Seeking to expand its buyer profile beyond livery drivers (Town Car) and rhinestone cowboys (Mark LT pickup), Lincoln
is pitching its new Zephyr-and the next Aviator, a crossover-as hip combinations of luxury and value. Yes, Lincoln really thinks it can sell cars to, of all demographic groups, the young, a task the now-departed LS failed to do. Problem is, the Ford Fusion
and the Mercury Milan
-which cost thousands less than the Zephyr and are virtually identical-are better deals for buyers of any age.
All three sedans ride and handle well, albeit not as well as the Mazda 6 on which they are based. Predictably, the Lincoln is more softly sprung than the Ford and the Mercury, with a richer interior and more sound insulation, but not enough to drown out the wails of the Duratec V-6 at high rpm.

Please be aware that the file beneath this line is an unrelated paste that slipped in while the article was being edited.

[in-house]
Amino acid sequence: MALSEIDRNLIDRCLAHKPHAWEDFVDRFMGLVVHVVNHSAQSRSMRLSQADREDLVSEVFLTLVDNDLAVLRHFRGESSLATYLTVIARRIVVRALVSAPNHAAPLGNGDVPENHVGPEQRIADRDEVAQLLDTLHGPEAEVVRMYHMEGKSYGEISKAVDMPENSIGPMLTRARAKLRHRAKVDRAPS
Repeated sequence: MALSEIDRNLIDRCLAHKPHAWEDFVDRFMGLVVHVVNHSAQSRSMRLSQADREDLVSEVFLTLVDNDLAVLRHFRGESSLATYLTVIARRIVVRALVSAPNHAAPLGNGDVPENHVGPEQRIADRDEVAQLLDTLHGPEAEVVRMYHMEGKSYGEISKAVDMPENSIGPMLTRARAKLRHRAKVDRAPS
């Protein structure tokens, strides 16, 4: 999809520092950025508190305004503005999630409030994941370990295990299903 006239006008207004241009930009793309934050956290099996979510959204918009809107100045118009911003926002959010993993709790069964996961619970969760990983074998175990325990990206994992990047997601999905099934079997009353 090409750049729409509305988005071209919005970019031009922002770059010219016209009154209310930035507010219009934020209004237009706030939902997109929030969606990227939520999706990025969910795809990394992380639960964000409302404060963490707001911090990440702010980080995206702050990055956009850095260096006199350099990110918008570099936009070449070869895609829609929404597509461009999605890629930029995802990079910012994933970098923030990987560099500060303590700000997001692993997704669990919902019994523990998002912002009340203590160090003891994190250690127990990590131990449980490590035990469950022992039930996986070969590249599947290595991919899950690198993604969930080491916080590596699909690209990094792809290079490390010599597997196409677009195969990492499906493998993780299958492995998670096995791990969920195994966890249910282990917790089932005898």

That won't matter to traditional (meaning older) buyers, who will enjoy the Zephyr's adequate low-end grunt and spacious cabin. But even with all-wheel drive and a larger V-6, which are expected later in 2006, the Zephyr doesn't stand out in the cutthroat near-luxury class. If you have $30,000 or so to spend on an entry-luxury sedan, the Chrysler 300 and the Acura TSX have smoother engines and more style than the new Lincoln, and they're better to drive.
Engine: 3.0L V-6, 221 hp, 205 lb-ft